Critical analysis of the quality of internet resources for patients with varicose veins

Qi Yan, Alyssa R. Field, Katherine J. Jensen, Christian Goei, Zheng Jiang, Mark G. Davies

Research output: Contribution to journalArticlepeer-review

Abstract

Objective: Patients increasingly seek information on their medical conditions from the internet. The present study evaluated the quality and readability of readily available online patient resources for varicose veins. Methods: An internet search for “varicose veins” was conducted using the meta-search engines Yippy and Dogpile and the general search engines Google, Yahoo, and Bing with a cleared-cache web browser in July 2019. Two trained raters scored the websites separately on the dimensions of accessibility, accountability, interactivity, structure, and content. Any discrepancies were discussed, and a consensus was reached. Readability was calculated using four readability metric systems. Rater consistency was evaluated using kappa, weighted kappa, and interrater correlation coefficient, as indicated. Results: A total of 189 websites met the inclusion criteria. The total median quality score was 15.6 (interquartile range [IQR], 13.1-20.5; range, 7.4-31.3) of 38. The websites scored a median of 4 (IQR, 1-8) of 15 for accountability, 2 (IQR, 2-2) of 5 for interactivity, 4 (IQR, 2-4) of 4 for organization, and 6.4 (IQR, 3.9-7.9) of 14 for weighted content. Most websites (81.5%) were accessible. However, the overall readability was poor. The median Flesch-Kincaid reading ease score was 55.1 (IQR, 49.4-6.7), indicating that the text was fairly difficult to read. The median grade level was 10th grade using both the Flesch-Kincaid grade level and simple measure of the Gobbledygook index and 11th to 12th grade using the new Dale-Chall readability formula. Government websites were the most accountable, featured the best content, and were the most readable. The website traffic had a positive, nonlinear correlation with the total score and a negative, nonlinear correlation with the website rank (or position on the search result page). Website rank correlated negatively with the total score, although the correlation was weak. Conclusions: The quality of the online patient resources on varicose veins varies greatly, and the readability for most sites is poor. Government-sponsored websites had the highest quality and were the most readable. Physicians are advised to consider providing a list of appropriate websites to their patients to better inform them, avoid confusion, and ensure appropriate delivery of accurate and readable information.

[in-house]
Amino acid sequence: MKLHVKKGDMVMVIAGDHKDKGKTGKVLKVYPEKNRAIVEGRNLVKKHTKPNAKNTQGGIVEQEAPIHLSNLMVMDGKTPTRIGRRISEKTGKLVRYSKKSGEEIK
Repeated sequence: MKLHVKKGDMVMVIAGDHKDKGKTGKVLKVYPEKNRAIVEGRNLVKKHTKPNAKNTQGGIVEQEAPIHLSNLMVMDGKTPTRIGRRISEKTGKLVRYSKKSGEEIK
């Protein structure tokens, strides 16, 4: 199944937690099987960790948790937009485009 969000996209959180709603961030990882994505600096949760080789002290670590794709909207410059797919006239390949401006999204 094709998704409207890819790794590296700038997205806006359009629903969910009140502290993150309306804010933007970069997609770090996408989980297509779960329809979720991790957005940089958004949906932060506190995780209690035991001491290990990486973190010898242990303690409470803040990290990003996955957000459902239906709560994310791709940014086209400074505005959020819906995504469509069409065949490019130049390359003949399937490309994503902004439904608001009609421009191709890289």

Original languageEnglish (US)
JournalJournal of Vascular Surgery: Venous and Lymphatic Disorders
DOIs
StateAccepted/In press - 2021

Keywords

  • Internet web resources
  • Patient information
  • Varicose veins

ASJC Scopus subject areas

  • Surgery
  • Cardiology and Cardiovascular Medicine

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